Do you wish you knew how to cook white rice that actually turns out good? With these cooking white rice tips, you can!
White rice is something we tend to eat a lot of. It’s cheap and quick to make with very little prep work.
Add some butter and salt and it’s a great simple side dish. Or, my favorite way to eat it, as a base to a variety of dishes from stir fry to ground beef stroganoff.
As simple as pouring water into a pot and adding rice and salt seems, cooking perfect white rice is a struggle for a lot of people. Maybe it’s still crunchy when you think it should be done or it’s so mushy it turns into a paste.
Thankfully, how to make white rice is super easy when you follow these tips.
What Kind Of Rice Are You Cooking?
Growing up in a rural area back in the 90s all I knew was your regular long grain white rice. Then brown rice started catching on as it was thought to be healthier.
Once I got into cooking more, I discovered there were all types of rice such as wild rice, basmati rice, and jasmine rice. The thing to note is that they all cook differently at various times.
Today, our tutorial is for how to cook long-grain rice.
The Right Size Pot
White rice generally triples in the amount when cooked. This means if you cook 2 cups of uncooked rice you’ll end up with about 6 cups of cooked rice.
You also don’t want the water boiling over and creating a mess all over your stove. So, make sure the pot you’re using is big enough to hold everything without making a mess.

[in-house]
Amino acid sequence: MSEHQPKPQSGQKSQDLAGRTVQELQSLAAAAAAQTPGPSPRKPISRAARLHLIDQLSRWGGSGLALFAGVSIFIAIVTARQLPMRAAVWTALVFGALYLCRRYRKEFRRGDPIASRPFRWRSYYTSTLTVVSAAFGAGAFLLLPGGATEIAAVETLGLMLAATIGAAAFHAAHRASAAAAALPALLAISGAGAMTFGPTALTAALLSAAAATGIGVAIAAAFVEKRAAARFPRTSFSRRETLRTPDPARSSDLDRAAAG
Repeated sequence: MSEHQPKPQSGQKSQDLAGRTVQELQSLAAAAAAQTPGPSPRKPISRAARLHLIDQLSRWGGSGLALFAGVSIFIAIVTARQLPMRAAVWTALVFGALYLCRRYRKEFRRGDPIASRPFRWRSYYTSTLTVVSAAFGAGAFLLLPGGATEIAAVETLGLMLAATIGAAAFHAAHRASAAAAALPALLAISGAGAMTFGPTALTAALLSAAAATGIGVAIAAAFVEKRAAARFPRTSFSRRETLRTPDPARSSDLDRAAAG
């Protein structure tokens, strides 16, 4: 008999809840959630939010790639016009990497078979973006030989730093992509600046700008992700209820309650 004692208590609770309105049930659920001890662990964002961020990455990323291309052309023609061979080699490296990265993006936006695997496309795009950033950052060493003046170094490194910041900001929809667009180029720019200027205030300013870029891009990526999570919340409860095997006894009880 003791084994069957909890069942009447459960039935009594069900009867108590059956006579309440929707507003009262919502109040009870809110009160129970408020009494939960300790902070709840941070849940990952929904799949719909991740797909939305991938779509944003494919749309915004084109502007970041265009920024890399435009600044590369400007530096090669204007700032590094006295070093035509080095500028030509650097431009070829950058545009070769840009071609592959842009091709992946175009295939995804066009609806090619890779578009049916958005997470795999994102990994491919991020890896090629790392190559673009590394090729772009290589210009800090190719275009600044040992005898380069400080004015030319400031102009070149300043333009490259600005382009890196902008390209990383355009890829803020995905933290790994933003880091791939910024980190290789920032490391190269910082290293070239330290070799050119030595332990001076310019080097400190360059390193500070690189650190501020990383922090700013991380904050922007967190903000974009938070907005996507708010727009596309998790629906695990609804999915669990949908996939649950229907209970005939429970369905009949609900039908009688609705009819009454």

Should You Rinse Rice Before Cooking It?
Some people like to rinse rice before cooking it as it supposedly removes excess starch and too much starch can make the rice too gluey/sticky.
Rice used to also contain bugs, rocks, etc. which you’d want to wash out. That’s not something you really have to worry about with rice bought here in the states these days.
Really, this depends on the type of rice you’re cooking. For regular long-grain white rice I don’t rinse it.
Ultimately, I’d refer to the rice packaging to see if that particular brand recommends rinsing the rice first.
Toasting Rice Before Cooking
If you’ve ever cooked rice from a boxed flavored mix, the directions may have told you to toast the rice before boiling it.
When you’re cooking plain white rice, this is really an unnecessary step as toasting the rice is intended to add more flaovr.
White Rice To Water Ratio
One of the most important things when you make white rice is the rice to water ratio. For long grain white rice you want a 1:2 rice to water ratio.
This means if you want to cook 2 cups of uncooked rice, you’ll need 4 cups of liquid. Water is fine but if you’d like to boost the flavor a bit, consider using a broth or stock instead.
I do suggest starting with rice amounts on the smaller side, 1 – 2 cups or so. I found that when I set out to perfect my rice cooking skills that I was more likely to screw up a large pot of rice.
How To Cook Rice In A Rice Cooker
There are various ways to cook rice but if you want a pretty much fool-proof way to cook rice, consider investing in a rice cooker.
As long as you follow the machine’s directions, you should end up with perfect rice that you don’t have to keep a watchful eye over.
How To Cook Rice In A Pot
Simply wondering how to cook rice on the stove? While you do have to keep a watchful eye on the pot and clock, it really is easy to master.